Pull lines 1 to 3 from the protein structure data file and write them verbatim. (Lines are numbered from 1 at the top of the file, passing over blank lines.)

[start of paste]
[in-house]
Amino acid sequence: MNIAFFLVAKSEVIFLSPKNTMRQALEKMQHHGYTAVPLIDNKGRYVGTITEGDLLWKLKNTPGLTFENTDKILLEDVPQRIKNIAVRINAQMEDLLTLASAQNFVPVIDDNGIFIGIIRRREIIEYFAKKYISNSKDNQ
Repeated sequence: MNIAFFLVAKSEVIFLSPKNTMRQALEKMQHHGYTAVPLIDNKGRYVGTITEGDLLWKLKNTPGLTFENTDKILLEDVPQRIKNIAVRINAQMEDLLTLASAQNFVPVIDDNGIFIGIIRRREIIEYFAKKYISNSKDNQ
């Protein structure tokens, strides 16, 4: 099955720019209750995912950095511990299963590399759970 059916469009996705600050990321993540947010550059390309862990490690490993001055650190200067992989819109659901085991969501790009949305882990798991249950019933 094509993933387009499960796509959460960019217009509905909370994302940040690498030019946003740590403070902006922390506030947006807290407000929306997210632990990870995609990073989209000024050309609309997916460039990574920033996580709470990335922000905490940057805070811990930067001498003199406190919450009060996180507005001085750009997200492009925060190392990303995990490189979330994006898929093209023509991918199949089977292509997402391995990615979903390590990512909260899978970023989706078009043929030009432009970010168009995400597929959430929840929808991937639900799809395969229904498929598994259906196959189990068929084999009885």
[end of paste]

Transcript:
[in-house]
Amino acid sequence: MNIAFFLVAKSEVIFLSPKNTMRQALEKMQHHGYTAVPLIDNKGRYVGTITEGDLLWKLKNTPGLTFENTDKILLEDVPQRIKNIAVRINAQMEDLLTLASAQNFVPVIDDNGIFIGIIRRREIIEYFAKKYISNSKDNQ
Repeated sequence: MNIAFFLVAKSEVIFLSPKNTMRQALEKMQHHGYTAVPLIDNKGRYVGTITEGDLLWKLKNTPGLTFENTDKILLEDVPQRIKNIAVRINAQMEDLLTLASAQNFVPVIDDNGIFIGIIRRREIIEYFAKKYISNSKDNQ